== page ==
Mains Paper 2: Polity
Prelims level: No Detention Policy
Mains level: Education infrastructure
- Last week the Rajya Sabha approved a significant amendment to the
Right To Education Act. It passed the Right of Children to Free and
Compulsory Education (Amendment) Bill, 2019 that empowers state governments
to scrap the No Detention Policy (NDP).
- The policy to promote students automatically to higher classes
every year till Class VIII was instituted to check the high number of
dropouts, especially among the socially and economically disadvantaged
- But 25 states raised objections against the NDP, citing it as a
reason for high failure in Classes IX and X.
- In the debate Prakash Javadekar agreed with the naysayers and said
that the NDP has created a situation where a “7th Standard student can’t
solve math problems from Standard 4.”
Why NDP is considered as problematic?
- Pinning the blame for learning deficiencies on the NDP is
- The policy was never envisaged as a standalone reform. In his
Rajya Sabha speech, Javadekar did admit that “Continuous Comprehensive
Evaluation was not taking place”.
- The government has scarcely made any attempt to understand why the
system, that involved tracking the progress of children through a range of
activities over the academic year, proved to be a non-starter.
- The reasons would not have been difficult to find had the HRD
ministry tried to connect a few dots. According to the ministry’s own
records of 2016, for example, government-run elementary schools are short by
5 lakh teachers.
- According to the ASSOCHAM, there is a 50 per cent shortage of
teachers across all government-run schools.
- The already overburdened teachers were not given any training on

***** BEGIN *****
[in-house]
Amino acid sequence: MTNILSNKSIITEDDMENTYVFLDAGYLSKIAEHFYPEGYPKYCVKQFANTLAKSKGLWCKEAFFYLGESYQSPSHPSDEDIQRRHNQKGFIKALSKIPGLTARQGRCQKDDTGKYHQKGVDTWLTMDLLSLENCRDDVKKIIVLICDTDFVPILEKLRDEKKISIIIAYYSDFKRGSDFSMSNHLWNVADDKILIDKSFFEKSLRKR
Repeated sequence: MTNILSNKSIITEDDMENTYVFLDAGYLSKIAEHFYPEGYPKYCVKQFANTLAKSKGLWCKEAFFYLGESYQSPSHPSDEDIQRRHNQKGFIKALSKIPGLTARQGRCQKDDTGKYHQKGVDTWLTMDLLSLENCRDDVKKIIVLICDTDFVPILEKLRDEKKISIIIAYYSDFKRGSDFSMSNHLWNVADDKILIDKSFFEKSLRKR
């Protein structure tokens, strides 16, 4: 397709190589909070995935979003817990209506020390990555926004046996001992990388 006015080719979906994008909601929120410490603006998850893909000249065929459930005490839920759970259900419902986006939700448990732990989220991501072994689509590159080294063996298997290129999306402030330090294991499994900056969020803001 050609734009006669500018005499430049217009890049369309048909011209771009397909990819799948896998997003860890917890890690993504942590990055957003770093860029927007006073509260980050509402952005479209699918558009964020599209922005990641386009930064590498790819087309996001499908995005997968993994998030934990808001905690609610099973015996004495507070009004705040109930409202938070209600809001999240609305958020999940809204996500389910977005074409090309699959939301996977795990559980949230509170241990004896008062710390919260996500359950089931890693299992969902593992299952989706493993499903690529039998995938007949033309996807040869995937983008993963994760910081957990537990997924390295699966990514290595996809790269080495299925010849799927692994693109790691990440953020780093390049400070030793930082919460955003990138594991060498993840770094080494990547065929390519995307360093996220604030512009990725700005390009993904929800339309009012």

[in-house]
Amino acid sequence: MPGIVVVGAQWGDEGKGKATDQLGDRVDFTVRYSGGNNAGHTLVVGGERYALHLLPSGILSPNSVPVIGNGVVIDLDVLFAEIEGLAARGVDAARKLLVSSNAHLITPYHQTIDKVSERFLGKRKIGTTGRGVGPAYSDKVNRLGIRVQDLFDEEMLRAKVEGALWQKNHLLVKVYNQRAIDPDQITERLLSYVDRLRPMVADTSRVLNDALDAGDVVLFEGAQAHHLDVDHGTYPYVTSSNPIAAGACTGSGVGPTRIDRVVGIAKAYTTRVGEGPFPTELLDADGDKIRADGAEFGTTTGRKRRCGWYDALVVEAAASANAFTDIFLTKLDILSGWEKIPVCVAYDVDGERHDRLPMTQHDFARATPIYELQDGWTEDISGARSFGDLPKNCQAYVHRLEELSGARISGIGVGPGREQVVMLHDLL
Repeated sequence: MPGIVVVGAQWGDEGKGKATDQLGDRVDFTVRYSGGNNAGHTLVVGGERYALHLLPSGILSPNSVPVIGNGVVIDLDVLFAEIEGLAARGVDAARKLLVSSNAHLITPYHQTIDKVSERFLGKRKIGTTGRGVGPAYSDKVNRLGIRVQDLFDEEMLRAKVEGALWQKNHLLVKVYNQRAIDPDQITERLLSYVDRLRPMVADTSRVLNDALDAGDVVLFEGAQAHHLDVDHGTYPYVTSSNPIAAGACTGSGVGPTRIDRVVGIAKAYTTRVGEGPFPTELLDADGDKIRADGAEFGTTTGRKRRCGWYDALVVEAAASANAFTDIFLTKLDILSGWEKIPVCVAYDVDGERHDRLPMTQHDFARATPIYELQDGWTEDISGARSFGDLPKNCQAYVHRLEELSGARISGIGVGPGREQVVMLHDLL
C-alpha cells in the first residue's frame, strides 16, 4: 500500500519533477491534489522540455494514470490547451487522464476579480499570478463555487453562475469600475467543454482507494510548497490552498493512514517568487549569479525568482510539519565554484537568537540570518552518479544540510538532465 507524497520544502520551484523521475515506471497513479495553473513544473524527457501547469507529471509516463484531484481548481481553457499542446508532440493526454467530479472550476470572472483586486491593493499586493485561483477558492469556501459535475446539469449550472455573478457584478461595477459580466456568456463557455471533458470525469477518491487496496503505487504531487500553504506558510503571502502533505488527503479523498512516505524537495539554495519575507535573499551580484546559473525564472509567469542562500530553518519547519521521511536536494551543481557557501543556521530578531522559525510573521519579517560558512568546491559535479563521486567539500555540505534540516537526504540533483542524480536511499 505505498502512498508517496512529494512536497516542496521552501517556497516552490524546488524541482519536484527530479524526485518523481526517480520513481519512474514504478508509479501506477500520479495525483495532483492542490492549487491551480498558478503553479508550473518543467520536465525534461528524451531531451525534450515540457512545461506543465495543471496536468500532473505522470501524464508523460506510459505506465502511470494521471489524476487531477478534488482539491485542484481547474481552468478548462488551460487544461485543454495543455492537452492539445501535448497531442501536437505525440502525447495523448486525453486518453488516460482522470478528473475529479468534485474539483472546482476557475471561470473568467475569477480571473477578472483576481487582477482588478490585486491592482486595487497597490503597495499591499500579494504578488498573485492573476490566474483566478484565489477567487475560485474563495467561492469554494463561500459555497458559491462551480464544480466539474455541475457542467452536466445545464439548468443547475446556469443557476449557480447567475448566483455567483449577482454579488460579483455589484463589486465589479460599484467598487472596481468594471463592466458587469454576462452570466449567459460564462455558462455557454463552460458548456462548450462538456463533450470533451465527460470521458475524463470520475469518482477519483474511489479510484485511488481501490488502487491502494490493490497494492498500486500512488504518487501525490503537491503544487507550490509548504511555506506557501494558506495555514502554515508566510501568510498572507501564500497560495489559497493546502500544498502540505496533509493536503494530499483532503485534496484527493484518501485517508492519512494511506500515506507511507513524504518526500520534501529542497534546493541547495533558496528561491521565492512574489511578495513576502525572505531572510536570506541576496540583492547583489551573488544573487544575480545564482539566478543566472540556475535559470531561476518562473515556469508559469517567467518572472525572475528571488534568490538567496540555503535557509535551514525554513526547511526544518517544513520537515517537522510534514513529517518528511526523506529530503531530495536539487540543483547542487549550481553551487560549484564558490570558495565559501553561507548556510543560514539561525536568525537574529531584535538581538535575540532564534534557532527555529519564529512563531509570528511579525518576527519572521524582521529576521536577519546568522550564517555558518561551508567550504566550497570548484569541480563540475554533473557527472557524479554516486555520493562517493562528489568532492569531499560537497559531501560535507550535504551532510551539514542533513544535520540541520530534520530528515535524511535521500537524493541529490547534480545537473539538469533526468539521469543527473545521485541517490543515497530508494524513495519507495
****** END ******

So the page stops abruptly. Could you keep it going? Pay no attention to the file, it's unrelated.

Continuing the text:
how to carry out the crucial reform. They had very little idea on what to
evaluate and how to evaluate it.
- There is no research to suggest that the quality of learning
improves if the child goes over the same curriculum again.
- In contrast, a growing body of scholarly literature has emphasised
that detention damages the morale of students, eventually forcing many many
of whom belong to the marginalised sections to quit.
- In his Rajya Sabha speech, Javadekar did try to allay fears of an
increase in the drop-out rate.
- The HRD ministry would do well to address some of the systemic
problems of the Indian education system, given that there is enough evidence
to show that uninspiring curricula, poorly-trained teachers and inadequate
infrastructure are the real bottlenecks in improving learning outcomes.
- Removing these snags will require creative solutions, not
Q.1) T.S.R Subramanian committee was constituted for which of the
(a) To suggest reforms in civil services.
(b) To review models of Public Private Partnership.
(c) To suggest a new national education policy.
(d) To suggest reforms in election process.
Q.1) What do you mean by the no-detention policy? How it can be improved?
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